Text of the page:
The Day of the Dead (or Día de Muertos in Spanish) is one of the most traditional celebrations in Mexico. The concept behind it is to celebrate the circle of life by remembering the lives of those who are no longer among us. The importance of the festivity is such that, in 2003, UNESCO included it on the Representative List of the Intangible Cultural Heritage of Humanity.
There’s a belief that during the first two days of November those who have passed away come back to the world of the living and enjoy all of the festivities their loved ones prepared for them. This is the reason behind so many of the traditions that circle this celebration. Since late October, numerous Mexican families set in their homes “ofrendas,” which are altars that pay tribute to their relatives that have passed away. These altars, covered in flowers, candles and food, are also placed in public places, museums, schools and in cemeteries.
Speaking of cemeteries, one of the biggest traditions is to visit the grave sites during these days, a ritual that has existed since the early 19th century. Several people travel to some of the biggest and more popular ones, while others visit the tombs of their late relatives and decorate them with pierced papers (papel picado), colorful flowers, food, pictures, candy, and even music. Those who visit their loved ones’ graves usually arrive on the Day of All Saints (Nov. 1) and don't leave until the next day, which is precisely the Day of the Dead.
Whatever the reason, cemeteries during these days are a spectacular adventure. These places receive thousands of visitors, are covered in light and color, and have a unique essence, full of life, celebration, and energy.
This is one of the most visited destinations during the Day of the Dead. According to information from Airbnb, last year this town received 114% more visitors than the previous year, which says a lot about the popularity it has gained. The local graveyard is full of altars, and the tombs are covered in the iconic orange Mexican marigold. After visiting the cemetery, people go to the lake where several boats travel from Patzcuaro to the island of Janitzio in a procession to honor their ancestors in what they call “the dance of the fishermen.” The lake becomes an amazing scene, completely covered in light with countless candles showing the way for the boats. On the island, every year a public celebration is offered, with traditional dance, music and food.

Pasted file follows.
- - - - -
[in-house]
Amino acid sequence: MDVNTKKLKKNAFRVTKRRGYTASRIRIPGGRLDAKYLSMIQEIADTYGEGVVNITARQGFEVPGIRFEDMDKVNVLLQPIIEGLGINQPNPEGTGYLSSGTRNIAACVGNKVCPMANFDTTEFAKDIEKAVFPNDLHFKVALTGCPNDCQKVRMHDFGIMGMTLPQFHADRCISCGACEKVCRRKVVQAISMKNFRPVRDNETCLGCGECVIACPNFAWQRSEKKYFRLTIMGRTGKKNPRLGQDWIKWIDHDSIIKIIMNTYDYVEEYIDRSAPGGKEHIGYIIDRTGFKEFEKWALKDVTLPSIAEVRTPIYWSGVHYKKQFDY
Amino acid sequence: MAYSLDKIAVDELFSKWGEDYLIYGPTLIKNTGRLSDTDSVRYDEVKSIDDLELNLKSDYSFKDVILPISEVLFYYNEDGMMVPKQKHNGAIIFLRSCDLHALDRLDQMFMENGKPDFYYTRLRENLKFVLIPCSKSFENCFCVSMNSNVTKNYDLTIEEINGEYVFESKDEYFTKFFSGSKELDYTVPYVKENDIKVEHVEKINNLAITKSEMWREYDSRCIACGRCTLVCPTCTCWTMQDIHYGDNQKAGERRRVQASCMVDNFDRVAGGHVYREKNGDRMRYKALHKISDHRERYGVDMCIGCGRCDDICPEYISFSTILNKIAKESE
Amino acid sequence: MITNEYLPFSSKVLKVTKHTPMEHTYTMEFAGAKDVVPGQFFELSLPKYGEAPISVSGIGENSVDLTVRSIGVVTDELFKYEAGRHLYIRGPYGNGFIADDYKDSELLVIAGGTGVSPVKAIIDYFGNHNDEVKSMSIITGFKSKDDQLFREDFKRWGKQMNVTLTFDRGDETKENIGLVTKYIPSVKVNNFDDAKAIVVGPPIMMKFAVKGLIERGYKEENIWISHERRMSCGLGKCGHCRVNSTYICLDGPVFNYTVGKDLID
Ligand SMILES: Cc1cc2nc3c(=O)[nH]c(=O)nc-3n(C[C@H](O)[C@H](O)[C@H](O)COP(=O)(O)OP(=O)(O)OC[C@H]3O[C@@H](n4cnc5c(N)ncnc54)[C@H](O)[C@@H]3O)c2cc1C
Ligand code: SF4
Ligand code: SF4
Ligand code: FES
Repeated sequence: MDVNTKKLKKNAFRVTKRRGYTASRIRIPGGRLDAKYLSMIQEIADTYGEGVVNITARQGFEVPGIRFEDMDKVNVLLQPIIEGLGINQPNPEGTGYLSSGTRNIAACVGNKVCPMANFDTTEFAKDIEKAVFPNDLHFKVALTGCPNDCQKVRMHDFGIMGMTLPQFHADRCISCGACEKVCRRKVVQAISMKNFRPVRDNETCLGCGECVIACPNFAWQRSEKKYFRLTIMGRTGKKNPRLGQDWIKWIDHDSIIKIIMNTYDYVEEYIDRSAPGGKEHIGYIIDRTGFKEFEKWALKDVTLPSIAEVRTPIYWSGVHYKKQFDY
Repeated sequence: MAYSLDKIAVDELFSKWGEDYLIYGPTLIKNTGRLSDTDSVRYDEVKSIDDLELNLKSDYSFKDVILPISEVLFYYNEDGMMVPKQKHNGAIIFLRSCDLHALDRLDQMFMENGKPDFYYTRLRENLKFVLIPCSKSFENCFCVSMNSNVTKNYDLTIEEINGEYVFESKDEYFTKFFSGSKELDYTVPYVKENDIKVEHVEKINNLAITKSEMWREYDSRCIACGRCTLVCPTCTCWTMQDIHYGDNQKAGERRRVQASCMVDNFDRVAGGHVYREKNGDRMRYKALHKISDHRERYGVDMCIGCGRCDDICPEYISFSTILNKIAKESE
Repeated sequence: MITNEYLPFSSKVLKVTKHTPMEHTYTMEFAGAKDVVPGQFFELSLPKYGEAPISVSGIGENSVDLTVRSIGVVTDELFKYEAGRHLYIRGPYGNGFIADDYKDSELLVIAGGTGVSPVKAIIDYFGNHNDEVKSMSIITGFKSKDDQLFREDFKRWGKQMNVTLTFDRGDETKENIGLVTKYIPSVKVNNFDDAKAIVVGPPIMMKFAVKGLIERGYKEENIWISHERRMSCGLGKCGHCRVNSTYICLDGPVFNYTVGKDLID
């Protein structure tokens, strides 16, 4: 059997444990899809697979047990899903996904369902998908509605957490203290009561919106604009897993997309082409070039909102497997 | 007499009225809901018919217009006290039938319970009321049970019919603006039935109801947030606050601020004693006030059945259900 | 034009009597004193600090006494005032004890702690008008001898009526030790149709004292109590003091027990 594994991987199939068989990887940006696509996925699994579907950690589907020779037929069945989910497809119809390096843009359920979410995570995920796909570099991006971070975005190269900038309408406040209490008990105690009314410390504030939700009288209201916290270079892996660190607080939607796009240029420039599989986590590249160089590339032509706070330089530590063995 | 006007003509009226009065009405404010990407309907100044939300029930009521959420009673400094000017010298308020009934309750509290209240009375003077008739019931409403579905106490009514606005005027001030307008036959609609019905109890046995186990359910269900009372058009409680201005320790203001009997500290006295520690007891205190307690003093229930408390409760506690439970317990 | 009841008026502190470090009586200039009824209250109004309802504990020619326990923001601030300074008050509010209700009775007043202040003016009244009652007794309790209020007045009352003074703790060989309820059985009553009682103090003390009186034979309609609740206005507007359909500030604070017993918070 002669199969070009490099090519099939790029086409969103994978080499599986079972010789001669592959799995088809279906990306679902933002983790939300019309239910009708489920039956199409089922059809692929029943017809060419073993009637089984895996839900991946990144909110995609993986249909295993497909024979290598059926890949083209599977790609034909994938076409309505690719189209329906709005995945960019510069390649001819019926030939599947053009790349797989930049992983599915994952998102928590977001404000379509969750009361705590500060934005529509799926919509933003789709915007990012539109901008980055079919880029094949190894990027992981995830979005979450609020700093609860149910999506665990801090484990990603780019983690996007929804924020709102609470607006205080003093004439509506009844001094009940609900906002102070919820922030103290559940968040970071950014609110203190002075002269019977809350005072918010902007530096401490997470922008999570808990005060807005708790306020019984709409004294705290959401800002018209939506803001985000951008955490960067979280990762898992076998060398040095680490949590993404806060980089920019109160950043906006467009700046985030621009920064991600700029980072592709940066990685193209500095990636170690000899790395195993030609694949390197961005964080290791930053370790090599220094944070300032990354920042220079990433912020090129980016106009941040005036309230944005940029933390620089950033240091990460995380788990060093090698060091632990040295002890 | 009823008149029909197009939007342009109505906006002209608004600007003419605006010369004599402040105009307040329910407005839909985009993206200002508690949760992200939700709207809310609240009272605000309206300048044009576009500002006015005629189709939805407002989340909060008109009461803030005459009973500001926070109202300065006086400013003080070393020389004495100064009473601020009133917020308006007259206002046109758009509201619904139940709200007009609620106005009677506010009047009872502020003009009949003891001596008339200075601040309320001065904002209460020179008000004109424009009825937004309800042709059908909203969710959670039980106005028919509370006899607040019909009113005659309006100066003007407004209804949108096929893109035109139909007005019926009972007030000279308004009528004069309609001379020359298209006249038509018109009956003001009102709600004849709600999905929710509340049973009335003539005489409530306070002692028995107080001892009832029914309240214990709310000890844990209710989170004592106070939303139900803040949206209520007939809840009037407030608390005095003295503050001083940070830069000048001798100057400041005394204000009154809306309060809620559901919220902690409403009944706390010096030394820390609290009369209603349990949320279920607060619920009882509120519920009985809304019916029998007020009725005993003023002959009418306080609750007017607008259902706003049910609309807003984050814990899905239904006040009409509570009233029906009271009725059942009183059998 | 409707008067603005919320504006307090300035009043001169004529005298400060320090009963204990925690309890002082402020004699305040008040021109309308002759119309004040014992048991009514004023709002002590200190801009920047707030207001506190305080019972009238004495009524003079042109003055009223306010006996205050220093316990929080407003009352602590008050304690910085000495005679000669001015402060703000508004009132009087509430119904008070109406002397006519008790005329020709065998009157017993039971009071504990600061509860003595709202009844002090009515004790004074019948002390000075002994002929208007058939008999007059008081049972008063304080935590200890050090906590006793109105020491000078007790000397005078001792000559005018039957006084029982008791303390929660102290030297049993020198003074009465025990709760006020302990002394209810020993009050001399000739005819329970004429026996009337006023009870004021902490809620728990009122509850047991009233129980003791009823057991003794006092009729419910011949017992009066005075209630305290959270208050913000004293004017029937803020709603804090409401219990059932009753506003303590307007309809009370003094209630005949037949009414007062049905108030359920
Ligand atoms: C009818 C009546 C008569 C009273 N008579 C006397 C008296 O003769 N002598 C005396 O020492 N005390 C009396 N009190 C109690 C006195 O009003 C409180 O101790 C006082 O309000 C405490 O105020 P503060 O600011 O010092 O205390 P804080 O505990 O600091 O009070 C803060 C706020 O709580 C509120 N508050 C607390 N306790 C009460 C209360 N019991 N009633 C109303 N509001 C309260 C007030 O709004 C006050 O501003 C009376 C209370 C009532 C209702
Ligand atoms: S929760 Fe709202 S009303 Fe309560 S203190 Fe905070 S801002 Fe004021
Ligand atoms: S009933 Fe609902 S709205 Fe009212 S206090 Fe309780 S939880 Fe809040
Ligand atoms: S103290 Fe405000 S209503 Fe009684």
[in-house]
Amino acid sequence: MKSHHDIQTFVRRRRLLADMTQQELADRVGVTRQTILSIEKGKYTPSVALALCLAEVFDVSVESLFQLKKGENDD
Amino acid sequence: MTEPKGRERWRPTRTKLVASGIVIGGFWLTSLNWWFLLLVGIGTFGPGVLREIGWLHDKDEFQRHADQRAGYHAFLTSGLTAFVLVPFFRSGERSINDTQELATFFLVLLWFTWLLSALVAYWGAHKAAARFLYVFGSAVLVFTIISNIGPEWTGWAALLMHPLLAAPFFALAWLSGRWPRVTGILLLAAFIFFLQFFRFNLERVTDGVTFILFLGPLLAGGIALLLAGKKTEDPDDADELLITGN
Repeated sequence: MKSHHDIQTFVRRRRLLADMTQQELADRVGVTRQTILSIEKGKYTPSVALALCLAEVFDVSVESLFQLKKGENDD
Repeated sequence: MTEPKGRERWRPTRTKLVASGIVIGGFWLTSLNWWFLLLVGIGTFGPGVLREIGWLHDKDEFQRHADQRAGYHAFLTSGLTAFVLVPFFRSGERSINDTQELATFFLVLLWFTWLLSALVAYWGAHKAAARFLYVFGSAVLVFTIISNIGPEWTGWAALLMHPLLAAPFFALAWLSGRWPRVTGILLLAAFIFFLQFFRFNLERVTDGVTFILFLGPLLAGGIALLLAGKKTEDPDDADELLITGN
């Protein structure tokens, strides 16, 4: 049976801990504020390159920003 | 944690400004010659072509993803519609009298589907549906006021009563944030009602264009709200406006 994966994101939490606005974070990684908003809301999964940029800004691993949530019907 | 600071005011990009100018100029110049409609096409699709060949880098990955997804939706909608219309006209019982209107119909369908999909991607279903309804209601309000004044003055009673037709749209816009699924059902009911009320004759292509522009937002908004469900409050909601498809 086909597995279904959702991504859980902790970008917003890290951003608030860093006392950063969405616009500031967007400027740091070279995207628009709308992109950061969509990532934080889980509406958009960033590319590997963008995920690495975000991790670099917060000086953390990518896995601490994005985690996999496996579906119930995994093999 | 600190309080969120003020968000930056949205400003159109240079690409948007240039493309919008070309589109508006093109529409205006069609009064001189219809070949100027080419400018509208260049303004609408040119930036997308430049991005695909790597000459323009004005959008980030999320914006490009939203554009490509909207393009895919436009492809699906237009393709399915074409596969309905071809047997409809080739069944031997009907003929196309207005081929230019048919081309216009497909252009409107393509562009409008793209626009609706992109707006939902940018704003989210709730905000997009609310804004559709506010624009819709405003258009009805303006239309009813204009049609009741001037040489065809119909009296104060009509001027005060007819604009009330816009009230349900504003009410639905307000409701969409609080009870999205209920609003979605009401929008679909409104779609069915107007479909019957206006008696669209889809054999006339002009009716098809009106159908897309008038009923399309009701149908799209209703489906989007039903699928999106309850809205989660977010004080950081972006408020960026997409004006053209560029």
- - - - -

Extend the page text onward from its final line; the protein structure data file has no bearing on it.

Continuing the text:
Two of the most visited cemeteries in the country are located in the capital. Together, the Panteón San Andres Mixquic, and the Panteón de Dolores receive a million and a half people each year during the season.
Located south of the city, the graveyard of San Andres Mixquic, which also used to be a convent, has become a must visit destination for both locals and travelers. Impressive altars with several layers are placed along the tombs on Oct. 31. However, it’s not until Nov. 2 when it really comes alive; that night large candles accompany the colorful flowers, and thousands of people bring their own candles to walk around the tombs in what is called “la Alumbrada” (the illumination). The idea behind this event is that the living will show the way for the dead, so they can come back for the night and enjoy everything that was prepared for them.
The other cemetery that receives thousands of people every year is the Panteon Civil de Dolores, but the people who visit this site are quite different from the ones in Mixquic, since here many of the graves belong to famous people. This is the largest graveyard in Latin America, it holds 260,000 tombs and is home to the graves of over 100 Mexican celebrities. Among the resting places visitors usually go to these days are the ones of painter Diego Rivera, singer Agustín Lara, actress Dolores Del Río, and muralist David Alfaro Siqueiros.